You may have had trouble understanding just what Nash was saying. I did not. He spoke in favor of the move to bring more trash to your neighborhood — his neighborhood — but he warned that he would be watching the city very closely to see that it lived up to certain terms.
I'm sure you knew about the million dollars. Soon after you students began to stir up opposition, City Manager Mary Suhm announced the creation of an "economic development fund" for Southeast Oak Cliff — your area — in the amount of 6 percent of the new trash dumping revenues at McCommas Bluff, not to exceed a million dollars a year. But a million dollars for whom? To whom would this million go?
Did you listen closely to Mayor Mike Rawlings in last week's trash-hauling debate? If you did, you heard him give a pretty clear clue. He said: "Mount Tabor Church and those citizens have waited long enough in this city for us to get them money."
That would be the Reverend Nash.
"We've got real money here," Rawlings said, "a million dollars."
Rawlings went on at some length about promises he had made when running for mayor. "Excuse me for getting on my soapbox," he said, "but I spent six months of my life campaigning on this thing, and now is the time to put up or shut up." Next slide.
Campaigning on what thing?
Nash endorsed Rawlings for mayor against former Dallas Police Chief David Kunkle, even though few leaders in southern Dallas had ever heard of Rawlings. Kunkle had spent years building extensive grassroots credibility by visiting frequently in the black community and also by helping build a police substation a few miles from Nash's church, but apparently all of that counted for naught.
Perhaps we should drill down a little tighter here on the good reverend's history. In 2002, Nash helped shoot down the senatorial hopes of former Dallas Mayor Ron Kirk, who might have been the state's first black U.S. senator, by sending out a statewide letter to black clergy urging them to hold back their faithful from the polls. Nash was angry that more of Kirk's campaign money hadn't come to him directly instead of filtering though professional political consultants. Nash might disagree with how I'm characterizing this, but since he didn't return my calls, let's just look at his own words.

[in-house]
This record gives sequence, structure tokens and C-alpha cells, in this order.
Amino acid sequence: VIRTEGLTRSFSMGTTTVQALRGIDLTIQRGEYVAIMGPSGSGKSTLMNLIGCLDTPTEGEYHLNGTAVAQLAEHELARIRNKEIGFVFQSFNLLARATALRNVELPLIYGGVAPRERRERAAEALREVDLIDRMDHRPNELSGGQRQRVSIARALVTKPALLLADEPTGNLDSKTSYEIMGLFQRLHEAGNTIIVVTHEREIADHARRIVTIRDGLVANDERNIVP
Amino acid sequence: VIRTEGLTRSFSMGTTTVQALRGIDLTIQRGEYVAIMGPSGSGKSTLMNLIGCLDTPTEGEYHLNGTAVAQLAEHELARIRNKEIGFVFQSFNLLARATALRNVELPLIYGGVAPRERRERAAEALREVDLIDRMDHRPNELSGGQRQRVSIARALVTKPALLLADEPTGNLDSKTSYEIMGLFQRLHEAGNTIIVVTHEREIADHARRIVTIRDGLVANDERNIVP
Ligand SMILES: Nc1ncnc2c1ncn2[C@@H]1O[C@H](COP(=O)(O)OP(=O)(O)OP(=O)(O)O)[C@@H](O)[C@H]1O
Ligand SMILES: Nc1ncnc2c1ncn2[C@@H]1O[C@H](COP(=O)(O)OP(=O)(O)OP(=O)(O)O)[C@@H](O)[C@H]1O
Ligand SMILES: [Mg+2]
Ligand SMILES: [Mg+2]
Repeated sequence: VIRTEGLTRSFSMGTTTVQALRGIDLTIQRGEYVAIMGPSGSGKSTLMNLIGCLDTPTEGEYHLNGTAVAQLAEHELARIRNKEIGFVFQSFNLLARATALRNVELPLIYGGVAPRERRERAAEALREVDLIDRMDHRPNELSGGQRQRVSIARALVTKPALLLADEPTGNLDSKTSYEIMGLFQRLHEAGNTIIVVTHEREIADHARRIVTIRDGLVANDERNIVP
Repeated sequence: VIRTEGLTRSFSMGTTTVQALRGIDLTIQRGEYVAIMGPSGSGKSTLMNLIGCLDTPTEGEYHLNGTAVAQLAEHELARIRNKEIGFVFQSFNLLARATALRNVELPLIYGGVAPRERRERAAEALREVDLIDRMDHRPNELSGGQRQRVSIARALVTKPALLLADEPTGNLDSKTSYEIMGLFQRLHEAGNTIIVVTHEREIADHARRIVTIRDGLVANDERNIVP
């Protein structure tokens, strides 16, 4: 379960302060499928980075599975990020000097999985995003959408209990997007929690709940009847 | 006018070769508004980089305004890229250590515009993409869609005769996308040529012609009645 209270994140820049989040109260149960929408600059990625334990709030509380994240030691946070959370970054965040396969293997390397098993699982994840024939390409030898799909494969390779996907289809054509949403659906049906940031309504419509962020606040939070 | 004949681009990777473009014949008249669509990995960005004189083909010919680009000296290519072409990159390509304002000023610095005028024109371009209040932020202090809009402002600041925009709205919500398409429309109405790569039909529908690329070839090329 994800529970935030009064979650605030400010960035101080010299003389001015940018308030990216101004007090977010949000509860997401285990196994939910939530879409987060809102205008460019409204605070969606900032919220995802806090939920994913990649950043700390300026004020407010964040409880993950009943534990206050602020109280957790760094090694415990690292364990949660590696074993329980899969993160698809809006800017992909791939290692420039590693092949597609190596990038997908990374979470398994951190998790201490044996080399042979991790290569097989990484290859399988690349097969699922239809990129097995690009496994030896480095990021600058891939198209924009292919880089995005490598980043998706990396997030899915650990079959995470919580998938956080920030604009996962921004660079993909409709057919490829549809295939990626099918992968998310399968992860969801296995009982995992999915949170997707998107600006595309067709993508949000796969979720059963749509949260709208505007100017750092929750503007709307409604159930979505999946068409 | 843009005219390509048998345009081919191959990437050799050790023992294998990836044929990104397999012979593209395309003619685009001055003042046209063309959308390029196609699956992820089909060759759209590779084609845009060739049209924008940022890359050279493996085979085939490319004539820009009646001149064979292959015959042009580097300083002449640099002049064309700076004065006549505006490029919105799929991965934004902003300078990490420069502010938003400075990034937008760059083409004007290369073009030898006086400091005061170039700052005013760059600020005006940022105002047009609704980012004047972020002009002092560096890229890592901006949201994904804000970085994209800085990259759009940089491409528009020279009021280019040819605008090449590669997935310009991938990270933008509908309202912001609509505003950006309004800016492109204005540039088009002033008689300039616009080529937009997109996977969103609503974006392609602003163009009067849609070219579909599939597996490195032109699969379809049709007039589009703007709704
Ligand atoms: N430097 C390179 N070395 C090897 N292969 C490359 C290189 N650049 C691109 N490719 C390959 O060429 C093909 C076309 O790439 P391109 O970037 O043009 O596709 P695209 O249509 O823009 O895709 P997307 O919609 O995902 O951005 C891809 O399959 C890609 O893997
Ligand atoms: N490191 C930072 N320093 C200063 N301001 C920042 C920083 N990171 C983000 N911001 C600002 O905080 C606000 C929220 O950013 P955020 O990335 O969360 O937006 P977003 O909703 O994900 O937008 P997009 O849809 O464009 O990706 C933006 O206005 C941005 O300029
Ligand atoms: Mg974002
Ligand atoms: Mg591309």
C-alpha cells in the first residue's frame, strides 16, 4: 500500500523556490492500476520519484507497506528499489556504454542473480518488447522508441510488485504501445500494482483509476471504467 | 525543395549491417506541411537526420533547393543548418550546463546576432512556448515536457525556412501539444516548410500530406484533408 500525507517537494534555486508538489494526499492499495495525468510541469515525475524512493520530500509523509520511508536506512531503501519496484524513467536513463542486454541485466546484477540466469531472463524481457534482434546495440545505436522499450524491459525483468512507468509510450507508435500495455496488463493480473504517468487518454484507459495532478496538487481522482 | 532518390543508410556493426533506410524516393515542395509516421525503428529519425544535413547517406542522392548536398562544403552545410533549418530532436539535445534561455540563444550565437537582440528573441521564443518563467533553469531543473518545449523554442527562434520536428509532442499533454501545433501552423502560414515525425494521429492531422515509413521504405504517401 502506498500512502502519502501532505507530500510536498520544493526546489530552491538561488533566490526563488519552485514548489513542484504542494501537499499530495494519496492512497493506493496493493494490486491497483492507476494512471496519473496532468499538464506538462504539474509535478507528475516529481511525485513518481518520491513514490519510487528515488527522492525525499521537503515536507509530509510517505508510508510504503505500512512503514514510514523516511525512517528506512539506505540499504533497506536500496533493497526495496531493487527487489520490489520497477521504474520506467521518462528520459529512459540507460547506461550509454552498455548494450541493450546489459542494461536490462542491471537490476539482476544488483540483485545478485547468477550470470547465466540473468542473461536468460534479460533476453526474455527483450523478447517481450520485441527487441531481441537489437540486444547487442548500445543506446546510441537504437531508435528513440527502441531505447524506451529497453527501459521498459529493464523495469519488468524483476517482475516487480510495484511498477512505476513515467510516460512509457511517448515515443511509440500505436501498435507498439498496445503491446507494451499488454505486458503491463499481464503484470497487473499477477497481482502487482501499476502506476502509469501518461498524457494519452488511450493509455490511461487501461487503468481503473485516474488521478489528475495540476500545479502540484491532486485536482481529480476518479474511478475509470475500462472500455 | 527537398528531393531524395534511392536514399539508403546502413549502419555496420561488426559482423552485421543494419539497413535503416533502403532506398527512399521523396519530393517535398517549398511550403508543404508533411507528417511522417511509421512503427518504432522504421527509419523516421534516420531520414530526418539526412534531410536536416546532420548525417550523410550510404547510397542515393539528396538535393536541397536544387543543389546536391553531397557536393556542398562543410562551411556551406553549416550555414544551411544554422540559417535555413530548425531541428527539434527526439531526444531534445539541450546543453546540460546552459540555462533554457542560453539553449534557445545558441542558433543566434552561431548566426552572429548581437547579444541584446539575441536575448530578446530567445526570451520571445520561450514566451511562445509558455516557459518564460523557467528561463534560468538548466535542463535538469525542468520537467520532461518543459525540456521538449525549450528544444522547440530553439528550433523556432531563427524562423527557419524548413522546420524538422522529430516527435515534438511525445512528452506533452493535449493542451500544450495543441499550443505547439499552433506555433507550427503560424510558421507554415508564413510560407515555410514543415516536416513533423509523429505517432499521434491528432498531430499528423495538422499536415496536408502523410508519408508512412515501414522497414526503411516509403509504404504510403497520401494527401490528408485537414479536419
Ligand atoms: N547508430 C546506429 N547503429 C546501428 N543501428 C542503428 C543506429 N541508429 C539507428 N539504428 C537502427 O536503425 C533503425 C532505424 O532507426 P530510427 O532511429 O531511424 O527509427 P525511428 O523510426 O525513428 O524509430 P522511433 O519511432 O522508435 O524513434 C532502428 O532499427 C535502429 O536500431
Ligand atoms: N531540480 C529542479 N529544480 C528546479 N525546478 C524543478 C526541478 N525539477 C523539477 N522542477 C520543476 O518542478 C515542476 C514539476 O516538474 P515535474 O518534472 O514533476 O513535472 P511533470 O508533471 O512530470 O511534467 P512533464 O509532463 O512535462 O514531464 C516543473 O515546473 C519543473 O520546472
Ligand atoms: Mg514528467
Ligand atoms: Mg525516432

"In years past," he said in the letter, "the political operatives have gotten paid major dollars to deliver the black vote."
He thought more of that juice should have gone straight to the preachers. Sorry, students. I have to tell this to you the way it is. I said it was a motivational lecture. I didn't say what motivation.
Later Nash led multiple so-called recall campaigns against former Mayor Laura Miller, initially over the firing of former police Chief Terrell Bolton, who had been the city's first black chief. Bolton was an erratic leader who led the police department to its lowest ebb in decades, maybe ever. Nash did such a terrible job organizationally on his recall efforts that almost none of the petition signatures was ever even counted.
You young people are smart. You know how to handle paperwork by now. I think you get the picture. You see why certain people may have been leery, as Nash himself has alleged, of placing large sums of money in his hands. But you know who just changed that for him? You know who turned it around? May I have the next slide, please.
Yeah. I'm sorry. I know this is tough, but you know what? As I always like to remind young people in my motivational lectures, you must not fear the storm, yea, nor even the shipwreck. It's the damned sharks.
On September 6 of this year, the Reverend Nash sent a letter to Tennell Atkins, the city council person for your part of town, in which he said a number of things that seemed not to make sense, at least on the surface. He said, "It is ironic that beyond the new University of North Texas Dallas campus and the Dallas Police Department substation the best opportunity for economic development is a waste dump."
Then the very next thing he said in the same letter was, "I'm confident that this trash can be recycled into treasure to the direct benefit of the surrounding community."
What's he talking about? What treasure? On the second page of his letter, Nash mentions certain "defined irrevocable revenue-sharing." That would be the million dollars — the same million mentioned by the mayor as part of what he had "campaigned on for six months." The same million the mayor said Mount Tabor Church had been waiting for. Come to think of it, it may be the same million I've been waiting for. Damn!
Last slide, the one with a crude drawing of a student with a knife in his back.
The guy you worry about is the one standing next to you.
Get the This Week's Top Stories Newsletter
Every week we collect the latest news, music and arts stories — along with film and food reviews and the best things to do this week — so that you'll never miss Observer's biggest stories.